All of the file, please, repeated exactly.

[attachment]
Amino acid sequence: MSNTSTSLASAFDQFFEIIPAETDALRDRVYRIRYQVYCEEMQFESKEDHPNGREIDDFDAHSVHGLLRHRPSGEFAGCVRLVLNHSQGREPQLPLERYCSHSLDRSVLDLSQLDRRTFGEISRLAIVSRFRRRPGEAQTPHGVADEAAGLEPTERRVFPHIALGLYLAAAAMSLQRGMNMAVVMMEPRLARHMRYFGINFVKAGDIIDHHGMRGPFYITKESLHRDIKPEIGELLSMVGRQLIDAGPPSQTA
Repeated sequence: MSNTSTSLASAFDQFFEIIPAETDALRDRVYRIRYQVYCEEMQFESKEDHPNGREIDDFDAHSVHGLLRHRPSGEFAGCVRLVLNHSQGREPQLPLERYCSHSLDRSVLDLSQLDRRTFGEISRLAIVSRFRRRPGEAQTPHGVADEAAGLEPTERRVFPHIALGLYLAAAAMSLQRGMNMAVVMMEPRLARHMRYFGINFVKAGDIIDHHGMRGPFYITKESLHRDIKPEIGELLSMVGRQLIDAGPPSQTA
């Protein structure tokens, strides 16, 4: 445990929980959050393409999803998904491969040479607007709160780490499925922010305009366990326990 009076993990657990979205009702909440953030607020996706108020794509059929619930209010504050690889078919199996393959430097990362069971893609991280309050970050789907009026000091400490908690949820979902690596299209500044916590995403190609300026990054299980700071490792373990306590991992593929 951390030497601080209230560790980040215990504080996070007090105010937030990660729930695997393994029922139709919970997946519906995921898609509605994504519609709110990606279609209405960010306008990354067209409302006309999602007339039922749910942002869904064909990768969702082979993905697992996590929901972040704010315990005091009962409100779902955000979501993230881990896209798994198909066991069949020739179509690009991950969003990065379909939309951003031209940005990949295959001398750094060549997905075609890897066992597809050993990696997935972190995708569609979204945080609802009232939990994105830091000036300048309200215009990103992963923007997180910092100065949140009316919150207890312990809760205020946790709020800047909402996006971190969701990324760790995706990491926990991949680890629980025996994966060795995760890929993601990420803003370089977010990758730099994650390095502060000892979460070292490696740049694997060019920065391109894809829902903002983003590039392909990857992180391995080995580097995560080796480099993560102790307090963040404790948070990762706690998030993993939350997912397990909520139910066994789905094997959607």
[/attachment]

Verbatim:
Amino acid sequence: MSNTSTSLASAFDQFFEIIPAETDALRDRVYRIRYQVYCEEMQFESKEDHPNGREIDDFDAHSVHGLLRHRPSGEFAGCVRLVLNHSQGREPQLPLERYCSHSLDRSVLDLSQLDRRTFGEISRLAIVSRFRRRPGEAQTPHGVADEAAGLEPTERRVFPHIALGLYLAAAAMSLQRGMNMAVVMMEPRLARHMRYFGINFVKAGDIIDHHGMRGPFYITKESLHRDIKPEIGELLSMVGRQLIDAGPPSQTA
Repeated sequence: MSNTSTSLASAFDQFFEIIPAETDALRDRVYRIRYQVYCEEMQFESKEDHPNGREIDDFDAHSVHGLLRHRPSGEFAGCVRLVLNHSQGREPQLPLERYCSHSLDRSVLDLSQLDRRTFGEISRLAIVSRFRRRPGEAQTPHGVADEAAGLEPTERRVFPHIALGLYLAAAAMSLQRGMNMAVVMMEPRLARHMRYFGINFVKAGDIIDHHGMRGPFYITKESLHRDIKPEIGELLSMVGRQLIDAGPPSQTA
């Protein structure tokens, strides 16, 4: 445990929980959050393409999803998904491969040479607007709160780490499925922010305009366990326990 009076993990657990979205009702909440953030607020996706108020794509059929619930209010504050690889078919199996393959430097990362069971893609991280309050970050789907009026000091400490908690949820979902690596299209500044916590995403190609300026990054299980700071490792373990306590991992593929 951390030497601080209230560790980040215990504080996070007090105010937030990660729930695997393994029922139709919970997946519906995921898609509605994504519609709110990606279609209405960010306008990354067209409302006309999602007339039922749910942002869904064909990768969702082979993905697992996590929901972040704010315990005091009962409100779902955000979501993230881990896209798994198909066991069949020739179509690009991950969003990065379909939309951003031209940005990949295959001398750094060549997905075609890897066992597809050993990696997935972190995708569609979204945080609802009232939990994105830091000036300048309200215009990103992963923007997180910092100065949140009316919150207890312990809760205020946790709020800047909402996006971190969701990324760790995706990491926990991949680890629980025996994966060795995760890929993601990420803003370089977010990758730099994650390095502060000892979460070292490696740049694997060019920065391109894809829902903002983003590039392909990857992180391995080995580097995560080796480099993560102790307090963040404790948070990762706690998030993993939350997912397990909520139910066994789905094997959607």